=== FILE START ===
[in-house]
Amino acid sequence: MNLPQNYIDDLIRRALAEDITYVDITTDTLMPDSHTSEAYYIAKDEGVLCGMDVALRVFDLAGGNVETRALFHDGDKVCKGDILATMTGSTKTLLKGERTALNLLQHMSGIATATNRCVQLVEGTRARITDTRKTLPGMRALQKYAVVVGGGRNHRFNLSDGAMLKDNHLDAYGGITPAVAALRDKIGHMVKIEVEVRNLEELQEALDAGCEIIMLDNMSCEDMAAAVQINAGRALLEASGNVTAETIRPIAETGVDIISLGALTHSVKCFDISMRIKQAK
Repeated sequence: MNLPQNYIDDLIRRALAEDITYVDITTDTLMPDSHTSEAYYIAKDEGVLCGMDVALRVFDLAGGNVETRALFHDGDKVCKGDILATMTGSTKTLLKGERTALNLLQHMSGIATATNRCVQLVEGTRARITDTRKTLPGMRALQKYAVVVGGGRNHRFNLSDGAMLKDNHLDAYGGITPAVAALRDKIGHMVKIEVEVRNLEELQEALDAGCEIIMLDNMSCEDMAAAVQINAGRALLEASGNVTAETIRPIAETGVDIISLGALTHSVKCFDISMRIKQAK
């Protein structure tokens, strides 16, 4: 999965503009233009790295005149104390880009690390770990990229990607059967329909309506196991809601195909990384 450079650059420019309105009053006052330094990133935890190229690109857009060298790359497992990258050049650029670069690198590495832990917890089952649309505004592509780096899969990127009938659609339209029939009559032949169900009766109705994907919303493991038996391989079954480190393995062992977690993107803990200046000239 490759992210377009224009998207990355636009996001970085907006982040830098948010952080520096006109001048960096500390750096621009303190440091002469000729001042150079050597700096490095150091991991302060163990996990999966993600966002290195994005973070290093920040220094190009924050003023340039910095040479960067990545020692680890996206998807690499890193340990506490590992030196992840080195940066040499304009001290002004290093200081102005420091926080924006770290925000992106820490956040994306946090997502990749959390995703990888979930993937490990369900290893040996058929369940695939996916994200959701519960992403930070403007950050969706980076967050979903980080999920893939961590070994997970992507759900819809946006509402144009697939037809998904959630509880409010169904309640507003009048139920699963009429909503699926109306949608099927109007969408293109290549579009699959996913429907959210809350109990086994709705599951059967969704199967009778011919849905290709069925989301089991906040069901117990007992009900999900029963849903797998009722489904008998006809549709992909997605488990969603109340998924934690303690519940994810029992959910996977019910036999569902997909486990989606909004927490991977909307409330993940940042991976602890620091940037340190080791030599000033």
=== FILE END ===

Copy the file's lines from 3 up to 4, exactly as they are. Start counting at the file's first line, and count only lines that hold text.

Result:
Repeated sequence: MNLPQNYIDDLIRRALAEDITYVDITTDTLMPDSHTSEAYYIAKDEGVLCGMDVALRVFDLAGGNVETRALFHDGDKVCKGDILATMTGSTKTLLKGERTALNLLQHMSGIATATNRCVQLVEGTRARITDTRKTLPGMRALQKYAVVVGGGRNHRFNLSDGAMLKDNHLDAYGGITPAVAALRDKIGHMVKIEVEVRNLEELQEALDAGCEIIMLDNMSCEDMAAAVQINAGRALLEASGNVTAETIRPIAETGVDIISLGALTHSVKCFDISMRIKQAK
């Protein structure tokens, strides 16, 4: 999965503009233009790295005149104390880009690390770990990229990607059967329909309506196991809601195909990384 450079650059420019309105009053006052330094990133935890190229690109857009060298790359497992990258050049650029670069690198590495832990917890089952649309505004592509780096899969990127009938659609339209029939009559032949169900009766109705994907919303493991038996391989079954480190393995062992977690993107803990200046000239 490759992210377009224009998207990355636009996001970085907006982040830098948010952080520096006109001048960096500390750096621009303190440091002469000729001042150079050597700096490095150091991991302060163990996990999966993600966002290195994005973070290093920040220094190009924050003023340039910095040479960067990545020692680890996206998807690499890193340990506490590992030196992840080195940066040499304009001290002004290093200081102005420091926080924006770290925000992106820490956040994306946090997502990749959390995703990888979930993937490990369900290893040996058929369940695939996916994200959701519960992403930070403007950050969706980076967050979903980080999920893939961590070994997970992507759900819809946006509402144009697939037809998904959630509880409010169904309640507003009048139920699963009429909503699926109306949608099927109007969408293109290549579009699959996913429907959210809350109990086994709705599951059967969704199967009778011919849905290709069925989301089991906040069901117990007992009900999900029963849903797998009722489904008998006809549709992909997605488990969603109340998924934690303690519940994810029992959910996977019910036999569902997909486990989606909004927490991977909307409330993940940042991976602890620091940037340190080791030599000033």